Can Your IT Department Handle the Switch to VoIP on Their Own? (Pt 2)

While the desire to physically own and control the technology utilized in your organization’s telephony system is understandable it isn’t particularly easy to dismantle. The fact of the matter is it’s better to focus your organization’s space, resources and attention on the work your employees perform and not on optimizing and maintaining the infrastructure that keeps the lights on and the phone lines open.

Selective Outsourcing?

Think about all the elements of your organization’s infrastructure, all those elements existing purely to facilitate the production of the products and services your organization runs, and ask yourself if you would really want to be personally responsible for all of them, or whether you’re comfortable having someone else, a specialist group, take care of the “care and feeding” of those systems. It won’t take more than a minute of internal inquiry to realize the more infrastructure operations you can outsource the better- and that includes the infrastructure of your organization’s telephony system.

Yet just because you can easily discount the necessity of physically hosting your organization’s VoIP gear that doesn’t mean you’ll be able to write off the human element quite so easily. That is to say, even though you won’t think twice about sending the physical equipment running your phone systems to a remote location, you’ll probably have a difficult time taking the responsibility of running those systems out of your IT department’s hands.

We admit- the human element of switching to any new technology can be tricky to handle, especially if it involves downsizing within your organization or otherwise making one or more members of your IT department redundant.

There are a couple of different ways to approach this dilemma.

Quality and Qualifications

To start, you need to ask yourself whether your existing IT department is actually qualified to handle installing and running an IP telephony system or not. This is a trickier question to answer than you might normally think. Your default response may be a quick, knee-jerk “of course! They’re an IT department, IP telephony is an IT solution, of course they’ll be able to handle the task!”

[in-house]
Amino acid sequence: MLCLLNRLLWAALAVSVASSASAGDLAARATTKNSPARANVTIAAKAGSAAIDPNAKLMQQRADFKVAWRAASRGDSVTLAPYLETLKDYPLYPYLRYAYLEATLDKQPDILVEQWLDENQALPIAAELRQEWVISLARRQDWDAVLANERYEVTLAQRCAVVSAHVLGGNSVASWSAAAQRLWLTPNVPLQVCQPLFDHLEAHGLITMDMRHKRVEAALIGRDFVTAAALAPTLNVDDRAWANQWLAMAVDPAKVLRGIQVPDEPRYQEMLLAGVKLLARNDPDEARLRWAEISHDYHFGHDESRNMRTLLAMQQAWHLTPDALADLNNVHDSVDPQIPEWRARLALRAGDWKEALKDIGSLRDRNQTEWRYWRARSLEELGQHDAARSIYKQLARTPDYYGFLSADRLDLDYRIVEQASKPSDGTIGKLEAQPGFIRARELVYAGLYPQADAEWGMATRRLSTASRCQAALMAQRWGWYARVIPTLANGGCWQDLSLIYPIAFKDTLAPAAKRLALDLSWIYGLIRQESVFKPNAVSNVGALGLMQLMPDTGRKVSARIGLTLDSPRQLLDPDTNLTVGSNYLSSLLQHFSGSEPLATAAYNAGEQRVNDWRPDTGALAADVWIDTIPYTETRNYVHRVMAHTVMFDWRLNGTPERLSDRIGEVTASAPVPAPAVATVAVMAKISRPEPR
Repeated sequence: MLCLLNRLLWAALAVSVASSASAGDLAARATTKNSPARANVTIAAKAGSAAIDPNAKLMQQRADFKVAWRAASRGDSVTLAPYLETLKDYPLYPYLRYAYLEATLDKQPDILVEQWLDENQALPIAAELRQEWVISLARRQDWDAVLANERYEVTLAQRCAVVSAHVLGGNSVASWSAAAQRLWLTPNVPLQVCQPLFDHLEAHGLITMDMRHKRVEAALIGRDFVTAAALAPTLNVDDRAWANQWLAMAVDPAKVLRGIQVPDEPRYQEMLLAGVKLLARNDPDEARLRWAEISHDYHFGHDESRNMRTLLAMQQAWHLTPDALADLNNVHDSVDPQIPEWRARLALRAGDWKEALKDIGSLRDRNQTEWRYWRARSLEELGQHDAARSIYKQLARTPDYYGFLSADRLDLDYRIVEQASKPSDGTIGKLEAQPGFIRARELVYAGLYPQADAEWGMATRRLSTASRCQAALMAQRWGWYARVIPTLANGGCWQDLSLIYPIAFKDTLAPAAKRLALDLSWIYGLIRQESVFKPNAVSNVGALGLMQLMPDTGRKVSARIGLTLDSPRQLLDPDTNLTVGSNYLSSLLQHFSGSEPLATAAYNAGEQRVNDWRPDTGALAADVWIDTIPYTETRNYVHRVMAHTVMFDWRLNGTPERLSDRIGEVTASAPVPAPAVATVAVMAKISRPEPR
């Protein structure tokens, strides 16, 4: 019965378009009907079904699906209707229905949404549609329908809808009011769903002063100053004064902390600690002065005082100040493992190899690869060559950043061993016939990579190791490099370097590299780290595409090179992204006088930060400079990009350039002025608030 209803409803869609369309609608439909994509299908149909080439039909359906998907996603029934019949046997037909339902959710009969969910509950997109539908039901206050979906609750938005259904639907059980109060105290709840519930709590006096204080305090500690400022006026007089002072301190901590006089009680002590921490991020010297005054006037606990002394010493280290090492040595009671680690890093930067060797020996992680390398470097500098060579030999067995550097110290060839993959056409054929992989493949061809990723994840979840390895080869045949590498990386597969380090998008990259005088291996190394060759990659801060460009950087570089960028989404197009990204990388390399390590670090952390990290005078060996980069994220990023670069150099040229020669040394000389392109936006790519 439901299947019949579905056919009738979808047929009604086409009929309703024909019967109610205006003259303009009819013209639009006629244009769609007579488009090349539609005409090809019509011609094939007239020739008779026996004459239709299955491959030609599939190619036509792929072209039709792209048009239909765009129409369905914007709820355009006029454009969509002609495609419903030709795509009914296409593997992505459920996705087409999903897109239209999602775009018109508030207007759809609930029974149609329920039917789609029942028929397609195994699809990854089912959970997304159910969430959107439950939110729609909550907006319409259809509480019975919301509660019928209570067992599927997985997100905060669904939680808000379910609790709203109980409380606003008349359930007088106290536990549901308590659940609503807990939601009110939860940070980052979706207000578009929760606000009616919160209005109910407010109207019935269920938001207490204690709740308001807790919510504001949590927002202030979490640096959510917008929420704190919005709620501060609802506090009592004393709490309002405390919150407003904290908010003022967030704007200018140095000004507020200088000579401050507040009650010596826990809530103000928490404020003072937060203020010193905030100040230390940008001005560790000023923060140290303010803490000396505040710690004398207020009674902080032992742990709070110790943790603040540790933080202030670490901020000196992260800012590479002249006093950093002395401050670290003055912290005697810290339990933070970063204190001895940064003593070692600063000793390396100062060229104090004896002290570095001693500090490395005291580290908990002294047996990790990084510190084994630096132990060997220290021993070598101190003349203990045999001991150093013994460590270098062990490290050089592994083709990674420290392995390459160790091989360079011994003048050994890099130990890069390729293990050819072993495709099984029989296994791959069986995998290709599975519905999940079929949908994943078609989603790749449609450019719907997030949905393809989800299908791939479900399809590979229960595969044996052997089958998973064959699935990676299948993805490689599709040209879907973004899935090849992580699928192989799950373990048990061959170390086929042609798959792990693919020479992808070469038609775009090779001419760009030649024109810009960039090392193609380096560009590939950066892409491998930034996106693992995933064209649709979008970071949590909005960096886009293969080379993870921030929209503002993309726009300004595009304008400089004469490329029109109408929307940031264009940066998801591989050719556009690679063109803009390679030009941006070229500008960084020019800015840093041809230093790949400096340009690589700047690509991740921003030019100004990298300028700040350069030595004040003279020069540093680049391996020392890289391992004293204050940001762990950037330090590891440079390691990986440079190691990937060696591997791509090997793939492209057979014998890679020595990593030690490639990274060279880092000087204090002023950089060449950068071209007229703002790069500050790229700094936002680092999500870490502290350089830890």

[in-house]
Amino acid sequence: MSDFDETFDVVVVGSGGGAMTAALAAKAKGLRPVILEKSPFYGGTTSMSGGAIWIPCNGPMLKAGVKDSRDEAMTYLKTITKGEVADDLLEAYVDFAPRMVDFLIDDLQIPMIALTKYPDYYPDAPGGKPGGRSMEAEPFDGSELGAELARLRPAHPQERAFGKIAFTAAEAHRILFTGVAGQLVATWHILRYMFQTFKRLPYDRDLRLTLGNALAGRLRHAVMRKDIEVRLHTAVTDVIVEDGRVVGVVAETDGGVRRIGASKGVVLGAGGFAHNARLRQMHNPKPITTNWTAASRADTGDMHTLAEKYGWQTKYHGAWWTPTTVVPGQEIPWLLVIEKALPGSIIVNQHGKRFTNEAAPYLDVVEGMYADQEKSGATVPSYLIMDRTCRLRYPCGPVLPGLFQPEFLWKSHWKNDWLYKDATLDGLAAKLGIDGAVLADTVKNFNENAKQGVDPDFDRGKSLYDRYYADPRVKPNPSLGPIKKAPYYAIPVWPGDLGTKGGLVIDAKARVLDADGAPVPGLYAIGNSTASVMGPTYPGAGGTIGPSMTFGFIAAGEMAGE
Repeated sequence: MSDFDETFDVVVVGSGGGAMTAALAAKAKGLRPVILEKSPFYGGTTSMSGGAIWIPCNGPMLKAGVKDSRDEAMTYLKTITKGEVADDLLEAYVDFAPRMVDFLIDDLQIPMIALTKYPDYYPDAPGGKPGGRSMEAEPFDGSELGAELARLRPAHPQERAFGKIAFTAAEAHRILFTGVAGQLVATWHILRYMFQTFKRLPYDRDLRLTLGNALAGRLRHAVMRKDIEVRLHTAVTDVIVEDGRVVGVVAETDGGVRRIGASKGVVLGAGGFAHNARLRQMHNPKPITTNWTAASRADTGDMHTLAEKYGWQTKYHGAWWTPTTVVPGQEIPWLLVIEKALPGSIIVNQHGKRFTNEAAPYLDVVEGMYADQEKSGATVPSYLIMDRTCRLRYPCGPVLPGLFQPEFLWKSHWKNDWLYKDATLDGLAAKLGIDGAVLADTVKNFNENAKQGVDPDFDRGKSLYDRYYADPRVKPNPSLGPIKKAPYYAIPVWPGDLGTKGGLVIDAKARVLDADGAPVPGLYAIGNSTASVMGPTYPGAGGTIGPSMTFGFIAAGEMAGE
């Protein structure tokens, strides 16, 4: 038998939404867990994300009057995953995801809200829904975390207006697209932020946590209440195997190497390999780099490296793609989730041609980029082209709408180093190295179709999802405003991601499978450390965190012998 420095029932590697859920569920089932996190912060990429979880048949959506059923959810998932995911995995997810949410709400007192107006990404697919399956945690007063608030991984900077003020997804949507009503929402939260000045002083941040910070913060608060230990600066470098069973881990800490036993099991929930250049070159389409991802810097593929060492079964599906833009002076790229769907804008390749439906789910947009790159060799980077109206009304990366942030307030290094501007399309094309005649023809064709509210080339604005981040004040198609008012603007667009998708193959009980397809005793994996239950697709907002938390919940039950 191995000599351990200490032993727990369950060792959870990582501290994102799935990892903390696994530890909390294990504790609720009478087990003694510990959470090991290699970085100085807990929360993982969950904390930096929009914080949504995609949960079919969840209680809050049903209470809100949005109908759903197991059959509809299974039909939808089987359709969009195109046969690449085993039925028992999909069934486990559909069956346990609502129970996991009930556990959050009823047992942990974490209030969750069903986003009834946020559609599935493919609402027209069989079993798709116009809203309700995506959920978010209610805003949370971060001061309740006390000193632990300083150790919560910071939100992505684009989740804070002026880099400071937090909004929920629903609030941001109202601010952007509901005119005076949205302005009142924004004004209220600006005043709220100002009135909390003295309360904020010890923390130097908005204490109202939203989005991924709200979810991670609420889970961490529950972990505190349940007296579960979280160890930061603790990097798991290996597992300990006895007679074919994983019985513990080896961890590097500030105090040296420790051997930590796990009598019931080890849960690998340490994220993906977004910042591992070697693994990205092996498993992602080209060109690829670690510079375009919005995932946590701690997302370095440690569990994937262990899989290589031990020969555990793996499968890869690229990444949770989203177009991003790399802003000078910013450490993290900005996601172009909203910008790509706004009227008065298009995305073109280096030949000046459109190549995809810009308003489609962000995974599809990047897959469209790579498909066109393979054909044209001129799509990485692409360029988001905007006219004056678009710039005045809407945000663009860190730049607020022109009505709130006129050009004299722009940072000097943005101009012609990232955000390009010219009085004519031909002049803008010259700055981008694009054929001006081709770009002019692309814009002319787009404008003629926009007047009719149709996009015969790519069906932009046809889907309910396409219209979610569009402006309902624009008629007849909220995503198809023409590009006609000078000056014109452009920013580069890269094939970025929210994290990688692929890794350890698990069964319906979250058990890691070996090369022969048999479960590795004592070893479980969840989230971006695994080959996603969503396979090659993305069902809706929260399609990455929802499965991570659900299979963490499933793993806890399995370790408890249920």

Unfortunately this response doesn’t take into account the fact IT is an increasingly specialized field.

Think about it this way… if you had an illness would you assume that just any doctor would be able to handle it? If you had a highly specific ailment would you believe any general practitioner would know the solution to your problem? For that matter would you believe anyone who falls under the umbrella of “doctor” could provide you with the answers you’re looking for, including paediatricians or even vets?

Of course not. We all understand that medicine is a highly specialized field and if you have a specific ailment you want to go to a specialist who focuses on treating that ailment, just as you wouldn’t go to a proctologist for a dental cleaning.

IT is Highly Specialized

The same holds true for that ever-expanding, increasingly specialized field known as “Information Technology.” You just can’t assume your existing IT department knows many intricacies of IP telephony. If your IT team includes employees who are exceptional with network technologies you might already have someone on board who will be able to handle the transition, but you just can’t assume this to be the case, not unless you’re willing to gamble a lot of time, money and potential frustration on simply handing over your VoIP telephony over to whomever currently fixes your organization’s computers when they freeze up.

We don’t mean to belittle IT employees at all right now. Most IT professionals, like most doctors, are highly trained, extremely intelligent individuals who are great at what they do. But just like with doctors, just because an IT specialist is good at their current tasks doesn’t mean their skills will automatically translate to another task. Just because your IT employees are doing a great job with their current positions that doesn’t mean they’re going to ace at IP telephony.